Buy this Article for $10.95

Have a coupon or promotional code? Enter it here:

When you buy this you'll get access to the ePub version, a downloadable PDF, and the ability to print the full article.

Keywords

adolescent health, Asian Americans, emotional distress, risky behaviors, structural equation modeling

 

Authors

  1. Willgerodt, Mayumi Anne

Abstract

Background: Little is known about the influence of parent-adolescent relationships and peer behavior on emotional distress and risky behaviors among Asian American adolescents; in particular, cross-cultural and longitudinal examinations are missing from the extant research.

 

Objectives: To test and compare a theoretical model examining the influence of family and peer factors on adolescent distress and risky behavior over time, using a nationally representative sample of Chinese, Filipino, and White adolescents.

 

Methods: Data were utilized from Waves I (1994) and II (1995) of the National Longitudinal Study on Adolescent Health; the sample is composed of 194 Chinese, 345 Filipino, and 395 White adolescents and weighted to correct for design effects, yielding a nationally representative sample. Structural equation modeling was used to test the theoretical model for each ethnic group separately followed by multiple-group analyses.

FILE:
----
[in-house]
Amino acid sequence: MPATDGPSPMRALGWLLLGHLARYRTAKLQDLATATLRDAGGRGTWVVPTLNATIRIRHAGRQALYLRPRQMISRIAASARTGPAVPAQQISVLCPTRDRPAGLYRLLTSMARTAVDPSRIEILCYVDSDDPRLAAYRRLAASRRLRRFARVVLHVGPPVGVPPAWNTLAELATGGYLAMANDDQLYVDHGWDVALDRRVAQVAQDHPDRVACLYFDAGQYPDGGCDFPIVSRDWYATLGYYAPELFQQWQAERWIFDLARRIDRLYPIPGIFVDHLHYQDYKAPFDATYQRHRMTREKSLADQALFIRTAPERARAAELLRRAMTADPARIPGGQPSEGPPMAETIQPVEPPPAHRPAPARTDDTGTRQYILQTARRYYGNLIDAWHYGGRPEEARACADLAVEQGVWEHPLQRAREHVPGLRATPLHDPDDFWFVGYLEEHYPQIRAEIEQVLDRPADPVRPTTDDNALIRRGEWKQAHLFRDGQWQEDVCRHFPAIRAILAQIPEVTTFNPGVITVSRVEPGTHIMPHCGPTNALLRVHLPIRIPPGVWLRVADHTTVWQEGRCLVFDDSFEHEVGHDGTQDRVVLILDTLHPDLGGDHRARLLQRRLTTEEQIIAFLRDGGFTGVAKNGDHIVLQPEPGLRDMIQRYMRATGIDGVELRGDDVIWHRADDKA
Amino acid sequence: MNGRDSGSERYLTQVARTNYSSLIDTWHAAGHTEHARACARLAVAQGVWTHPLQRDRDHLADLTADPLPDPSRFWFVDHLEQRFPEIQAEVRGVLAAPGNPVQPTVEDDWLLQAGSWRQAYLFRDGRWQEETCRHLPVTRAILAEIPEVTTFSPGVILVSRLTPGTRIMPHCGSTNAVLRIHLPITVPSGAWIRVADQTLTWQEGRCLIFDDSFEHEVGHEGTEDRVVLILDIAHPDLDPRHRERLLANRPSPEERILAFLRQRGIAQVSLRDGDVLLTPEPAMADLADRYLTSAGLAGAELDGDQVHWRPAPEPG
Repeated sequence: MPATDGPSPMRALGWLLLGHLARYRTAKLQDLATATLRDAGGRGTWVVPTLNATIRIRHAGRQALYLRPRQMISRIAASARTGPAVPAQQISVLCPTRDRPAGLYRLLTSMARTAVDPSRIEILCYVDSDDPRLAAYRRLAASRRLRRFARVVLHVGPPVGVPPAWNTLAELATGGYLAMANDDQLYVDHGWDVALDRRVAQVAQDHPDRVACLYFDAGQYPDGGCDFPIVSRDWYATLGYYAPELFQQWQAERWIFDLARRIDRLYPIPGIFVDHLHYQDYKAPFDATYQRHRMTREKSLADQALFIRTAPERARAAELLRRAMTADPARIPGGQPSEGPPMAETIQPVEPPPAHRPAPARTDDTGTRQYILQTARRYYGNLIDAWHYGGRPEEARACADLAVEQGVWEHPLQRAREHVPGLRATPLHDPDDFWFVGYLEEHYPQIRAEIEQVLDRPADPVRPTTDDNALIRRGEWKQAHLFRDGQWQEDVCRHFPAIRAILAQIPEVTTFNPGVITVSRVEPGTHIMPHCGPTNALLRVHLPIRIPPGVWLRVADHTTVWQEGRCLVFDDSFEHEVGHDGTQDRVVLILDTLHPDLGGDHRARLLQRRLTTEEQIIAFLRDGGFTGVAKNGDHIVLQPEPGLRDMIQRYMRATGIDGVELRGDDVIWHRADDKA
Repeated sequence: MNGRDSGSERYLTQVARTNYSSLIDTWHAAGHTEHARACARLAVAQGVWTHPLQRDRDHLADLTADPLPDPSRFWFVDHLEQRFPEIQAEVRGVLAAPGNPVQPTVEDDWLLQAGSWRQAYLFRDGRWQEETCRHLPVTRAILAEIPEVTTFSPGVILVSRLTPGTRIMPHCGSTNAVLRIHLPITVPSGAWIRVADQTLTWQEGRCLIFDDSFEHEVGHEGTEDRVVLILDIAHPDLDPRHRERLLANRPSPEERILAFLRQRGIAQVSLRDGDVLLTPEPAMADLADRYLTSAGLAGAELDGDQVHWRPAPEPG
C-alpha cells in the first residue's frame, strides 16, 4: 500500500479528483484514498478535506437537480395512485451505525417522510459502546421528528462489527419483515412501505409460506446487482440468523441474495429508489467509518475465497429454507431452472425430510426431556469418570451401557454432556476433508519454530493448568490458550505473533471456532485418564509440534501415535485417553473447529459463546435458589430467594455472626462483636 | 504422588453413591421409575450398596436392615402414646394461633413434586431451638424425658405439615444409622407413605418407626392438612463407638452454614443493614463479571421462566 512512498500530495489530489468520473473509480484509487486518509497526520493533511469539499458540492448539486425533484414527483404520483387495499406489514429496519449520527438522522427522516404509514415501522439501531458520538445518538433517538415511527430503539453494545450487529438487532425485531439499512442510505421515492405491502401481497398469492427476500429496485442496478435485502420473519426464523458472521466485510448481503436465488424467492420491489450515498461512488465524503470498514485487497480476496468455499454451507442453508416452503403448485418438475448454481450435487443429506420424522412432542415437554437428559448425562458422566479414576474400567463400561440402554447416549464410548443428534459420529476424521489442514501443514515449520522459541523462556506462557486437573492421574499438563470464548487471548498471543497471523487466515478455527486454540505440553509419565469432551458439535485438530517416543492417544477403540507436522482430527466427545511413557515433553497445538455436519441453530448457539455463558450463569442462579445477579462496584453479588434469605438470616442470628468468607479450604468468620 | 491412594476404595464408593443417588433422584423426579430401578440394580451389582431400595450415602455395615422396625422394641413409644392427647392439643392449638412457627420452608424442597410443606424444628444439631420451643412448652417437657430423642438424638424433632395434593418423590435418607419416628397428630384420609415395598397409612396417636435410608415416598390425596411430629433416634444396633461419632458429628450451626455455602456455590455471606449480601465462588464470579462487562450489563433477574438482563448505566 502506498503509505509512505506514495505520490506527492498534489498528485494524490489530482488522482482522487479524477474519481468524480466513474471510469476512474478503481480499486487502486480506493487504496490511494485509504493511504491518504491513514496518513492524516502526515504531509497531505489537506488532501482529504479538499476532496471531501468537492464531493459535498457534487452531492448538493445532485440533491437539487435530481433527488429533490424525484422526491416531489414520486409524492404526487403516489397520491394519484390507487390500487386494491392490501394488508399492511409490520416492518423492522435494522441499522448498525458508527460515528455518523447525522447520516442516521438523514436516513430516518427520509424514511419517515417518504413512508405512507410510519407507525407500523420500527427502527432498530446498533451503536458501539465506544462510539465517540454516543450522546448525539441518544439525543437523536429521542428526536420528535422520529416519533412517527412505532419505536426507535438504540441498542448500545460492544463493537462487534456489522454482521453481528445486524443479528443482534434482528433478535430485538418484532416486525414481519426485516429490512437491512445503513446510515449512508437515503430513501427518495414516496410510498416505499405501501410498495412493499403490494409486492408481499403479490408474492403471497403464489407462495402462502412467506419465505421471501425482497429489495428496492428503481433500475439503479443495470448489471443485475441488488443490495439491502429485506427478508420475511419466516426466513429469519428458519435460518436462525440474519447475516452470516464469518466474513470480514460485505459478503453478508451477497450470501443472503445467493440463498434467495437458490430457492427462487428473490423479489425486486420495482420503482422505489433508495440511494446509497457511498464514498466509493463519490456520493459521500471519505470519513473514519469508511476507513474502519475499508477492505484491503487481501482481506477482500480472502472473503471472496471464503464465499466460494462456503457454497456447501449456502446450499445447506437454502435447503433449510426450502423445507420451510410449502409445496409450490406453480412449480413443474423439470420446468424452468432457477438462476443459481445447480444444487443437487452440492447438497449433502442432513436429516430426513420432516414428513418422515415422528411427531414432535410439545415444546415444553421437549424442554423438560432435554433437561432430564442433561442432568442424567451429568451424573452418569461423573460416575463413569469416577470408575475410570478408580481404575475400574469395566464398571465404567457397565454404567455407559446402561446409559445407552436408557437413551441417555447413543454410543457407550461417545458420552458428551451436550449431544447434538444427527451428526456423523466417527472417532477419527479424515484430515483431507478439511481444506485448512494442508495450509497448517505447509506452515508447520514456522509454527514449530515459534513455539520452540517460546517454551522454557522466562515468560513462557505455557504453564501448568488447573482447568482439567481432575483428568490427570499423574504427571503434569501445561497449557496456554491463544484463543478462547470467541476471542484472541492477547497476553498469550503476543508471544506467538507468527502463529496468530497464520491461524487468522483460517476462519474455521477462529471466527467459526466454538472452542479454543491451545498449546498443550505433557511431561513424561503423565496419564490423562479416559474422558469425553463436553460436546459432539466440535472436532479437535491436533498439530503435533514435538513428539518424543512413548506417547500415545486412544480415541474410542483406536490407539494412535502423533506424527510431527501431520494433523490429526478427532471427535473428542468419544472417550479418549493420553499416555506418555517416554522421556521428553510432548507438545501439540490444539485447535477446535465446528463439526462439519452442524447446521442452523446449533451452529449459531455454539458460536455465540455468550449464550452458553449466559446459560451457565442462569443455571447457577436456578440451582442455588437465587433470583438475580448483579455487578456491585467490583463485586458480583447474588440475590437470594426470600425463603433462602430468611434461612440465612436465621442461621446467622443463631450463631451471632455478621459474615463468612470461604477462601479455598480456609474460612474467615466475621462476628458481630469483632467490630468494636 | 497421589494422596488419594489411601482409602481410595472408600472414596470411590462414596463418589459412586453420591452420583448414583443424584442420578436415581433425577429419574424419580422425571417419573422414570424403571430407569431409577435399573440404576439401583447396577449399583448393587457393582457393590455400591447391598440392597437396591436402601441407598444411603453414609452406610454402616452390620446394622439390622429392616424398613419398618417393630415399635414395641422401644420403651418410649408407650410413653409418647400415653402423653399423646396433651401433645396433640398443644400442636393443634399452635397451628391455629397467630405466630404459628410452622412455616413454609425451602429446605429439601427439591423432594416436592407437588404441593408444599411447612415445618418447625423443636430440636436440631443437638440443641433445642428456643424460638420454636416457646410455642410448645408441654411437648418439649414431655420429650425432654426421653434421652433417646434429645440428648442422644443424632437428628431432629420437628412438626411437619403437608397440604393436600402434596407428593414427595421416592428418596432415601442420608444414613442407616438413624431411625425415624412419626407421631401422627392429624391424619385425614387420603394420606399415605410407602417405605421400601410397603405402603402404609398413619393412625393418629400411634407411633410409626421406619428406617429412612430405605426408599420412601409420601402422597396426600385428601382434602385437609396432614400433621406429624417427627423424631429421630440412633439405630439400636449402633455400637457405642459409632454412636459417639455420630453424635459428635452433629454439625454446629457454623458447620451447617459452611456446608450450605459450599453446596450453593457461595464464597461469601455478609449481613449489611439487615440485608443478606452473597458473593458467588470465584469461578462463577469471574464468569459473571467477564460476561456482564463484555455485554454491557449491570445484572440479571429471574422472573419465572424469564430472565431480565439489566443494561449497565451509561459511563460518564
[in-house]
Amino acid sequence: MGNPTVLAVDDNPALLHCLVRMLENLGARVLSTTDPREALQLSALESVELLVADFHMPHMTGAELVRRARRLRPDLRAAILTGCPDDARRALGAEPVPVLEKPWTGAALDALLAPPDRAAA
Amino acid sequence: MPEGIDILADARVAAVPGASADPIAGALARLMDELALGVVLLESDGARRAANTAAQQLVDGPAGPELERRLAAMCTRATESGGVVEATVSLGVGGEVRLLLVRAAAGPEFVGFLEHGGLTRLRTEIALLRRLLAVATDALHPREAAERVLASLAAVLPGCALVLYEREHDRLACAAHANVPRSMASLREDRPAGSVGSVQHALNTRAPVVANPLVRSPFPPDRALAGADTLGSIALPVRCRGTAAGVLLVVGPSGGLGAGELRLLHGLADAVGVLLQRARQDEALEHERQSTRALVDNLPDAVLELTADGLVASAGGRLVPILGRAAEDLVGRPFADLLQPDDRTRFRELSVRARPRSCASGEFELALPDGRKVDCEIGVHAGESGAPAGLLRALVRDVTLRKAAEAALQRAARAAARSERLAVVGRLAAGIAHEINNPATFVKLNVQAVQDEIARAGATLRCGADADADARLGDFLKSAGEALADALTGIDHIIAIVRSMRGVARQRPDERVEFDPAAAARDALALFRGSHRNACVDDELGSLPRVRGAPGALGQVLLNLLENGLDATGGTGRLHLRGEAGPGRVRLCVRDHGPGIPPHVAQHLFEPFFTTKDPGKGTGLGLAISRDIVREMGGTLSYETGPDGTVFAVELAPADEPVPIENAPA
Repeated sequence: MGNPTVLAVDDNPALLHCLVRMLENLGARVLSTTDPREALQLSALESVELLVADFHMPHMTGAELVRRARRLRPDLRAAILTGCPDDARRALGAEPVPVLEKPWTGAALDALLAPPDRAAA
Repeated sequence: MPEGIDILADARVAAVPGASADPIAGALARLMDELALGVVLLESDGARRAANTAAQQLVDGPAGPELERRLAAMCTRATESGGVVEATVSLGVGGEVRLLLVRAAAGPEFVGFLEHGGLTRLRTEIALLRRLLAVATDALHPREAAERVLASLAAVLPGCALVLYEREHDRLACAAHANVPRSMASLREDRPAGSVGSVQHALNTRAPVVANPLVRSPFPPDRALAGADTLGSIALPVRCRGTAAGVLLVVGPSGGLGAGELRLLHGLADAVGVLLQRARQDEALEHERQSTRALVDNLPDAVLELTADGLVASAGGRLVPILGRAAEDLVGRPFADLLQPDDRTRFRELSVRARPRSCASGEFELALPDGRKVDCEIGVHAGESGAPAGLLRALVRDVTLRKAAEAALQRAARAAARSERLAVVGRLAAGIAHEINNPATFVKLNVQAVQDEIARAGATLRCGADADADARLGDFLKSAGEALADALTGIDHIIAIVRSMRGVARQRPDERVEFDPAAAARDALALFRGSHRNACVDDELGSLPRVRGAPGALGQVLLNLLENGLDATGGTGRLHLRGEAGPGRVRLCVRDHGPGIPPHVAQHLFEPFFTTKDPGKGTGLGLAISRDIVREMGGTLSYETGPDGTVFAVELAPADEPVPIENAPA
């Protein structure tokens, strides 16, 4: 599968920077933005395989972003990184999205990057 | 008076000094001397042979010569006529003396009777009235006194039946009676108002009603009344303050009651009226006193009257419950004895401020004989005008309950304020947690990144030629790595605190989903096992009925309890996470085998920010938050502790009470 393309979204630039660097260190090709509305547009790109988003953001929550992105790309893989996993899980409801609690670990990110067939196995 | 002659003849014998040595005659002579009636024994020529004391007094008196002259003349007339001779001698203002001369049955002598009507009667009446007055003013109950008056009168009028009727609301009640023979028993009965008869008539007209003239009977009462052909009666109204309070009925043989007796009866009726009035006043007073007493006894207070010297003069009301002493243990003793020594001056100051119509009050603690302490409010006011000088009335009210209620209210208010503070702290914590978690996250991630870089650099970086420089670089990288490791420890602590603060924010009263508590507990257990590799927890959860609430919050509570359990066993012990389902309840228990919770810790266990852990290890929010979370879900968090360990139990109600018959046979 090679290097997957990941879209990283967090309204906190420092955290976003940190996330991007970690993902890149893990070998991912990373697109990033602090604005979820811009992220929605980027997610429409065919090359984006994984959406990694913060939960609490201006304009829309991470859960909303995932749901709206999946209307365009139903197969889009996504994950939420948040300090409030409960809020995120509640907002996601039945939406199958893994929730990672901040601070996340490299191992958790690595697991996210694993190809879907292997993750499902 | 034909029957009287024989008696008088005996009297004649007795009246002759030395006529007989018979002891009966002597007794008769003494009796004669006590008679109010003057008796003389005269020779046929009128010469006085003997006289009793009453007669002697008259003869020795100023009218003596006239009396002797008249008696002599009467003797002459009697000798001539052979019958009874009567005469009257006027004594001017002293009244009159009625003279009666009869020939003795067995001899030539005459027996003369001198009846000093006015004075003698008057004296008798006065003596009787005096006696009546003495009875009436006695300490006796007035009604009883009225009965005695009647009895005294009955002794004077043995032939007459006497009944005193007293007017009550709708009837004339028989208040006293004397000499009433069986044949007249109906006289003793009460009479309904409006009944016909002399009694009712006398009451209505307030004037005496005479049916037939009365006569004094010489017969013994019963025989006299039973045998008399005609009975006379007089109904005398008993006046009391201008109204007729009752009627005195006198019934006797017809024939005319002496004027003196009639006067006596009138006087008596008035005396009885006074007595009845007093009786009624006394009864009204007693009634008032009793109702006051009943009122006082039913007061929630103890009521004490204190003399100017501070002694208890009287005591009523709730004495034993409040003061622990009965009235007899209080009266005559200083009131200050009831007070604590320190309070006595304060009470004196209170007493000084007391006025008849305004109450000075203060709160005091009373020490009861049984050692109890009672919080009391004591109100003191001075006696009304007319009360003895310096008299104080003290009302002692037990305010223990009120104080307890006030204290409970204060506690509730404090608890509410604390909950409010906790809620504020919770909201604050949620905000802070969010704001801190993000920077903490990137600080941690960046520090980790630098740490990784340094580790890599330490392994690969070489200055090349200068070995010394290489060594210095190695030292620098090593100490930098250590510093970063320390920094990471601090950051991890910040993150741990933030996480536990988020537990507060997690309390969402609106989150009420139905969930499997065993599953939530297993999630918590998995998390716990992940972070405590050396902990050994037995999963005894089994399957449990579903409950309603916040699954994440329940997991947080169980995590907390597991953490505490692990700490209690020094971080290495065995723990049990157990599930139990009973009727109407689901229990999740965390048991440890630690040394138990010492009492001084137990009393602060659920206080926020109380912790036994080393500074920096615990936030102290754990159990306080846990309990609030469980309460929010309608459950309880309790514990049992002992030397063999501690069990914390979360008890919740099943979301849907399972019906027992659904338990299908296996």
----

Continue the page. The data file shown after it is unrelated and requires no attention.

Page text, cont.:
Results: The measurement model was examined for each ethnic group, using both unweighted and weighted samples, and was deemed equivalent across groups. Tests of the theoretical model by ethnicity revealed that for each group, family bonds have significant negative effects on emotional distress and risky behaviors. For Filipino and White youth, peer risky behaviors influenced risky behaviors. Multiple-group analyses of the theoretical model indicated that the three ethnic groups did not differ significantly from one another.

 

Discussion: Findings suggest that family bonds and peer behavior exert significant influences on psychological and behavioral outcomes in Asian American youth and that these influences appear to be similar with White adolescents. Future research should be directed toward incorporating variables known to contribute to the impact of distress and risky behaviors in model testing and validating findings from this study.